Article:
*Audience, creators, consumers. **Pros, manufacturers, retailers, studios etc.

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Photoessay: Watercourse

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Being an island, water is of course unavoidable pretty much everywhere you go in Iceland – it shapes the country and often emerges in spectacular form from the least expected of places. Volcanic rock is of course extremely hard and resilient, but eventually the water wins; what I found most mind-boggling about the landscape wasn’t the scale, spectacle or extremes – but the fact that it will continue to change dramatically. What we see is but an instantaneous snapshot of a work in progress that will only get more spectacular with time, assuming a) we as the human race are still around to see it, and b) we haven’t somehow messed it up ourselves. I do realise the irony in that thought – and I’m sure many people will point out that I’m directly contributing to b) by merely visiting. Yet without more of us going and exploring to know what ought to be preserved, we can’t preserve it – or more importantly, give the landscape enough visibility in the wider social context so that people are aware that it needs to be preserved. Curiously, quantum mechanics is correct again even at this scale: we influence the outcome by measuring (recording) it…MT

Shot with the Hasselblad X1D Field Kit and processed with PS Workflow III.

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Favorite images of 2017 (or The Year in Review), part II

 

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June, Ginza, Tokyo. GX85, 35-100mm

Though this looks like part of a Koenigsegg from the previous post, it’s pure coincidence – I shot this through a window at the Nissan salon in Ginza whilst walking past on the way to another meeting. The textures and shades of red really appealed – and I’m actually surprised the M4/3 sensor didn’t cook the color channel.

(Continued from Part I)

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Favorite images of 2017 (or The Year in Review), part I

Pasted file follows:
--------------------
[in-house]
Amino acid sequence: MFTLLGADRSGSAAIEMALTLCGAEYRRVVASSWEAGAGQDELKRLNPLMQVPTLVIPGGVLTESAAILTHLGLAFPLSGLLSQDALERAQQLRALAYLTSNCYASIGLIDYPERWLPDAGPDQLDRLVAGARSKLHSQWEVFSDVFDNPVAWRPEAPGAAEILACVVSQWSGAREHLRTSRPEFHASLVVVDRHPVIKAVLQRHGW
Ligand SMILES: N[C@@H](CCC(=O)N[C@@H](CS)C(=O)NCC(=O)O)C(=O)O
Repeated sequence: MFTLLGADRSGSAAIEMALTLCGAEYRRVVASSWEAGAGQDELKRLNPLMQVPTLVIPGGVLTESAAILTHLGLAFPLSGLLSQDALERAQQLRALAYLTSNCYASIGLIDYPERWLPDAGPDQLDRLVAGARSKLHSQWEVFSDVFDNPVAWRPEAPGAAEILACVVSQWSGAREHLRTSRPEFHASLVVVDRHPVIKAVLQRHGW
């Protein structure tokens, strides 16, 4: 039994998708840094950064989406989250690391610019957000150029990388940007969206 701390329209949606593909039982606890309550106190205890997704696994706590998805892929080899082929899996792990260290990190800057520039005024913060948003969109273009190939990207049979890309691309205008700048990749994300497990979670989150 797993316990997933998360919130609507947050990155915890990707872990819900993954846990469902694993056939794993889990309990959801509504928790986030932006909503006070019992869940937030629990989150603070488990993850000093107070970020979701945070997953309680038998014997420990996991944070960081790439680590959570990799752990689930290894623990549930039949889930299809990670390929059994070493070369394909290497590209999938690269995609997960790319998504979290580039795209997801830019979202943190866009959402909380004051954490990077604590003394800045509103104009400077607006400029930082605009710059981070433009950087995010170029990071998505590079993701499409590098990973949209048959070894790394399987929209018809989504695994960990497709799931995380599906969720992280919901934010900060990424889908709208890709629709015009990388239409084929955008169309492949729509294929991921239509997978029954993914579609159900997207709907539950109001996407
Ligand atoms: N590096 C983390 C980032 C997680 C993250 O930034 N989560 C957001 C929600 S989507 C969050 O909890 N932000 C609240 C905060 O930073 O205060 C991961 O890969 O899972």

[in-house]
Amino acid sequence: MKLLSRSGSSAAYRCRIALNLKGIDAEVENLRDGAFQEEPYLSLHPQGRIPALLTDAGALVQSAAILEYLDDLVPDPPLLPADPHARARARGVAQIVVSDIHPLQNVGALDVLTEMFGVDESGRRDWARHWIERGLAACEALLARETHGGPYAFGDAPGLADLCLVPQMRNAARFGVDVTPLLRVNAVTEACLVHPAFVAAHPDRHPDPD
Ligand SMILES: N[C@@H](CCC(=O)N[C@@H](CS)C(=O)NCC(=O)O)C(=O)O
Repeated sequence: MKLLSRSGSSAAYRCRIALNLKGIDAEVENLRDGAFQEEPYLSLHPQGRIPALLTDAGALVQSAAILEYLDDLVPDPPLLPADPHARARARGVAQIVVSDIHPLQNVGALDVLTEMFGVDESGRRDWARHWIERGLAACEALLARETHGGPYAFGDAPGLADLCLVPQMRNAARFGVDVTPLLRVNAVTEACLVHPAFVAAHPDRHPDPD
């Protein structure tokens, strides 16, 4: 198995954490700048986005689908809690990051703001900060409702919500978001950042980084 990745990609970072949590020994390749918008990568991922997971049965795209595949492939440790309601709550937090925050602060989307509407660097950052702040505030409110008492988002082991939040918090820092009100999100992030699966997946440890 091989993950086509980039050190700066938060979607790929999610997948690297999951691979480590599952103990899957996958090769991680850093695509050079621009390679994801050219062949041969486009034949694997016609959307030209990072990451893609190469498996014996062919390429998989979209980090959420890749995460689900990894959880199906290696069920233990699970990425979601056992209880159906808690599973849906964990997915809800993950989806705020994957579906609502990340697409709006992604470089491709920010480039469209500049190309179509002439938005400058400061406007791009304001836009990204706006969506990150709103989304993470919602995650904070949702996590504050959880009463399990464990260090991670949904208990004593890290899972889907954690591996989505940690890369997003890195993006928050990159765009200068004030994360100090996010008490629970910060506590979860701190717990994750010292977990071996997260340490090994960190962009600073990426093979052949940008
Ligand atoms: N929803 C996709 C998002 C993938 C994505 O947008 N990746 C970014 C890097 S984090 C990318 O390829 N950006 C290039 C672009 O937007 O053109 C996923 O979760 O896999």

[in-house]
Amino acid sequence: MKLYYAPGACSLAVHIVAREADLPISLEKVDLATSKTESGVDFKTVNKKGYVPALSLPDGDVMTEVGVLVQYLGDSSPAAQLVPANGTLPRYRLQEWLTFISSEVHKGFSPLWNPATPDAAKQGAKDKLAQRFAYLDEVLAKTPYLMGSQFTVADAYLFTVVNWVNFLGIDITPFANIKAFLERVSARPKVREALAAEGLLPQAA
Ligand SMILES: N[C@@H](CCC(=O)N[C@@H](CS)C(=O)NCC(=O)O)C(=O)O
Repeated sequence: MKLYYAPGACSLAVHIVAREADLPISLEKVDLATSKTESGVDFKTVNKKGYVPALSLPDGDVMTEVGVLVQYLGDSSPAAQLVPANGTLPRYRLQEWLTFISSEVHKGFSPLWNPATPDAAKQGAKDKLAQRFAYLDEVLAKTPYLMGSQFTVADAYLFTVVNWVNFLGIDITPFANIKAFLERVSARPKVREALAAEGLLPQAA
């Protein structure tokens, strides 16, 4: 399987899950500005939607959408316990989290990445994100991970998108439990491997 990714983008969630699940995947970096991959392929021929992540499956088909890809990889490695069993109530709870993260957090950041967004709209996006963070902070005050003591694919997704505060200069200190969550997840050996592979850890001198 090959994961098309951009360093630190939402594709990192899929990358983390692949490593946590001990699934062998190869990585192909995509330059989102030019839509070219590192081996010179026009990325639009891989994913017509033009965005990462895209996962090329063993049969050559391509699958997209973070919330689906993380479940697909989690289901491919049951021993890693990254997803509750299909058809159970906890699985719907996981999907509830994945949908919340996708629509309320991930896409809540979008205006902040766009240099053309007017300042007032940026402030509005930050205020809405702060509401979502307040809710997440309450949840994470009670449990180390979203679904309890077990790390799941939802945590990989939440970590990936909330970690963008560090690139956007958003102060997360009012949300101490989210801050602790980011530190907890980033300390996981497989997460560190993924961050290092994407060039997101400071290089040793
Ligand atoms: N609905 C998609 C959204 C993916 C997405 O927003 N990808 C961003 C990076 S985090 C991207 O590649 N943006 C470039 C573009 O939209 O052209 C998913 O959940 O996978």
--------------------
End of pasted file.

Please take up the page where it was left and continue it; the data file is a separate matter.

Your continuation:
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January. John Rylands Library, Manchester. X1D-50c, 45mm – place aside, think of the concept of a library: the preservation and sharing of knowledge – which itself needs to be nuanced, detailed, solid, and illuminating at the end of the visit: this scene translates all of that into architecture, and subsequently a physical location. What could be more appropriate?

Let’s indulge in a little retrospective curation today. Being the start of the new year, I generally find it useful to review my output from the previous year for a couple of reasons: firstly, to see how things have moved in general (often, you have the intention to shoot something but not necessarily the opportunity or discipline) and secondly, to determine where to go from here. It always makes sense to know one’s strengths and weaknesses, not to mention an awareness of just how much of photography is down to serendipitous luck. I suspect we’ll find that the planned/ commissioned work is pretty much as expected with few wildcards, but the spontaneous stuff is both less in overall volume (simply due to not having time or opportunity) but higher in spontaneity (because the few opportunities that remain are really NOT planned.) It also doesn’t help that the more you shoot – the higher the thresholds get. There’s simply a lot more history to overcome: what you produce now needs to be ‘better’ than what you did previously in the same subject or style category; yet it’s precisely this sort of precuration that kills experimentation. And we’re not even counting what I think of as the ‘craftsman’ type jobs where the client defines precisely what they want, and there isn’t much scope for creativity – those of course almost never hit the radar.

Interestingly, I landed up with more images from more recent shoots – which suggests that there’s definitely temporal bias even after a few months; either that or I’ve simply forgotten work from earlier in the year. Even so, there are only 29 images in this set, each of which I think would pass the ‘would I print and hang it’ test. With that preamble out of the way, let’s go to some images. I won’t leave much commentary other than precisely what appeals to me in the image and a little context. Even so, it’s going to be a fairly long post – so I’ve broken it into two parts. MT

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Discussion points: photographic rules